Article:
Source: SCMP (3/12/19)
How China’s Fifth Generation filmmakers defied censorship and criticism to break new ground
New ways of storytelling and rich political allegories were the innovations that this new breed of maverick directors introduced. Bold in abstraction and symbolism, their films relied on images rather than dialogue for expression
By Richard James Havis
It has been 41 years since China’s Fifth Generation filmmakers started classes at the Beijing Film Academy, and 35 years since The Yellow Earth, directed by Chen Kaige and photographed by Zhang Yimou, changed the face of filmmaking in the country.
The Chinese film industry has modernised so quickly that the innovations this disparate group brought to filmmaking in the country, and the courage they showed in the face of censorship by the state authorities, has been all but forgotten.
A retrospective at this year’s Hong Kong International Film Festival (HKIFF) aims to set the record straight. The five-film retrospective presents classic early works by the Fifth Generation, including The Yellow Earth, Tian Zhuangzhuang’s semi-abstract masterpiece The Horse Thief, and the cheeky satirical comedy The Black Cannon Incident.
Zhang Junzhao’s little-seen and once-banned One and Eight, which is generally considered the first of the Fifth Generation’s films, will also be screened, as will Zhang Yimou’s vibrant directorial debut Red Sorghum.
“We have been wanting to run this retrospective for quite some time,” says Geoffrey Wong, director of programming at the HKIFF. “The timing is finally right as the five major works in the programme have been restored.”
The Fifth Generation is the name loosely applied to the filmmakers who attended the Beijing Film Academy when it reopened its doors in 1978. Like all educational establishments in China, the Academy was shut down in 1965 at the start of the Cultural Revolution.
The academy was inundated with applications when it reopened, and the hopefuls who were accepted included future famous directors like Zhang Yimou, Chen Kaige and Tian Zhuangzhuang; well-known cinematographers like Gu Changwei; and many others who went on to become filmmakers of note.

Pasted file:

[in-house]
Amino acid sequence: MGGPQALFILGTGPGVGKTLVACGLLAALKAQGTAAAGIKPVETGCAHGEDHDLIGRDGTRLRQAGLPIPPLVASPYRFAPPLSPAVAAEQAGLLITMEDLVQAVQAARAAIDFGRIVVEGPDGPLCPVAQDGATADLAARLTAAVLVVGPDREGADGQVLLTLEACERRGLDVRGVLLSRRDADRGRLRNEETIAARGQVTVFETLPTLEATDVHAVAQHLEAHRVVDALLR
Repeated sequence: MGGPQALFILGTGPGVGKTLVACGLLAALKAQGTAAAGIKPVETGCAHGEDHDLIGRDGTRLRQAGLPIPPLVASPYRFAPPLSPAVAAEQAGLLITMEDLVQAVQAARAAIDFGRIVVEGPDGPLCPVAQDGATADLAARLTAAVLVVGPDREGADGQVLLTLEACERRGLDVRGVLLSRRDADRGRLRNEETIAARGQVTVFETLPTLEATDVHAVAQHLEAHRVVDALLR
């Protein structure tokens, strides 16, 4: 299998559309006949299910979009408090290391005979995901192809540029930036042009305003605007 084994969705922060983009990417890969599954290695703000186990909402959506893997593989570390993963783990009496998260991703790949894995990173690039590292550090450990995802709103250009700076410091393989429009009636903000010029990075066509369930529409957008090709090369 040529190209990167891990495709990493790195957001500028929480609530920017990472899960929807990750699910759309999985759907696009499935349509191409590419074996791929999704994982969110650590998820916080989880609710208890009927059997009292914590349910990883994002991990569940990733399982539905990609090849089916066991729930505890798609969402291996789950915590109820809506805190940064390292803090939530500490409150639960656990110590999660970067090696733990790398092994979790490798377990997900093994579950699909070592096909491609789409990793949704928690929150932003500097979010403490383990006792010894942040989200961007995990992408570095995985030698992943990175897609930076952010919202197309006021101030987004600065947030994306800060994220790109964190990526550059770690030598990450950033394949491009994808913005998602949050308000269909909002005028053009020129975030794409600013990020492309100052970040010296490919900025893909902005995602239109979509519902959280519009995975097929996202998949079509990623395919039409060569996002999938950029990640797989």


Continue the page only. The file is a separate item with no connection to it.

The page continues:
The students, who hailed from varied backgrounds, were encouraged to experiment, and a new style of Chinese film emerged.
“The Fifth Generation filmmakers broke new ground with brand new ways of storytelling and rich political allegories,” Wong says. “They were bold in abstraction and symbolism, at times relying on images rather than dialogue for expression. Vast landscapes, ethnic traditions and village lives are depicted in a way to articulate human conditions. The contrast between humans and the overpowering environment around them is something remarkable that the Fifth Generation brought out.”
The filmmakers also modernised the style of Chinese filmmaking – they framed their shots differently, and they experimented with sound, lighting, editing and acting techniques.
China had a distinguished film history in the early 20th century, with production centring on Shanghai, the “Hollywood of the East”. But after the Communist victory in 1949, filmmakers had to adopt the Russian socialist-realist model. This meant that films had to be used as tools to tell viewers about Communist Party values, must look realistic, and should be simple enough to be understood by the peasantry.
The Fifth Generation films were different. “Their films contain sophisticated reflections on the country’s history, culture and its evolution. These qualities mark a distinct departure from the conventional, social-realist filmmaking that preceded them,” Wong says.
One and Eight, directed by Zhang Junzhao and photographed by Zhang Yimou, was the first full-length film completed by the Fifth Generation after graduation. The movie, which grew out of a student exercise, was filmed at the impoverished Guanxi Film Studios, which had agreed to take some of the recent graduates from the academy. The new filmmakers were given freedoms that they would not have found at a major studio like Beijing Film Studios – they were allowed to make a film straightaway rather than serving as apprentices, and they were again encouraged to experiment.
Although One and Eight is a heroic story about self-sacrifice while resisting the Japanese invaders, it did not adhere to Communist Party strictures – a heroic bandit, for instance, chooses to follow his own path at the end, whereas party rules mandated that such heroes should always join with the Communists. Although the film was admired by students and professors back at the academy, it was quickly banned.
It was left to The Yellow Earth, the next of the graduates’ films, directed by Chen Kaige and also produced at Guanxi, to announce the arrival of the Fifth Generation, and a new form of Chinese film.
The Yellow Earth was something new in Chinese cinema. It was metaphorical rather than prosaic, and it was open-ended in the sense that its meaning was left ambiguous. It does not directly criticise the Communist Party, but it does show that the party had not improved the lives of the peasants in the way it had claimed.